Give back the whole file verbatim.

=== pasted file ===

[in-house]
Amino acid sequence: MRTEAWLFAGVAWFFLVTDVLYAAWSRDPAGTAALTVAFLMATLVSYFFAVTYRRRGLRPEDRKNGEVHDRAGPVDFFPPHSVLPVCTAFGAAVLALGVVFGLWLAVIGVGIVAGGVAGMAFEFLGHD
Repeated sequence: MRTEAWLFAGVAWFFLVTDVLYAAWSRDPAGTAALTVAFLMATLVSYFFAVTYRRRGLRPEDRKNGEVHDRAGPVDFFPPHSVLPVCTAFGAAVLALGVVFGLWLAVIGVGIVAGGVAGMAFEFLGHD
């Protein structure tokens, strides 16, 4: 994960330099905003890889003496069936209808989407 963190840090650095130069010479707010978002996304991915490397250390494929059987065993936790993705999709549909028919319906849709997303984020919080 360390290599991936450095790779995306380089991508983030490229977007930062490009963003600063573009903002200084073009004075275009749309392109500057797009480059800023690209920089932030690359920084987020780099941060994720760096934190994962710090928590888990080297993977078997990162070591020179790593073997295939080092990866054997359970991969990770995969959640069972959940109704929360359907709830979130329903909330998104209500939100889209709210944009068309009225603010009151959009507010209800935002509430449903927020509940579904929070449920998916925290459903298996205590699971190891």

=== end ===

[in-house]
Amino acid sequence: MRTEAWLFAGVAWFFLVTDVLYAAWSRDPAGTAALTVAFLMATLVSYFFAVTYRRRGLRPEDRKNGEVHDRAGPVDFFPPHSVLPVCTAFGAAVLALGVVFGLWLAVIGVGIVAGGVAGMAFEFLGHD
Repeated sequence: MRTEAWLFAGVAWFFLVTDVLYAAWSRDPAGTAALTVAFLMATLVSYFFAVTYRRRGLRPEDRKNGEVHDRAGPVDFFPPHSVLPVCTAFGAAVLALGVVFGLWLAVIGVGIVAGGVAGMAFEFLGHD
């Protein structure tokens, strides 16, 4: 994960330099905003890889003496069936209808989407 963190840090650095130069010479707010978002996304991915490397250390494929059987065993936790993705999709549909028919319906849709997303984020919080 360390290599991936450095790779995306380089991508983030490229977007930062490009963003600063573009903002200084073009004075275009749309392109500057797009480059800023690209920089932030690359920084987020780099941060994720760096934190994962710090928590888990080297993977078997990162070591020179790593073997295939080092990866054997359970991969990770995969959640069972959940109704929360359907709830979130329903909330998104209500939100889209709210944009068309009225603010009151959009507010209800935002509430449903927020509940579904929070449920998916925290459903298996205590699971190891």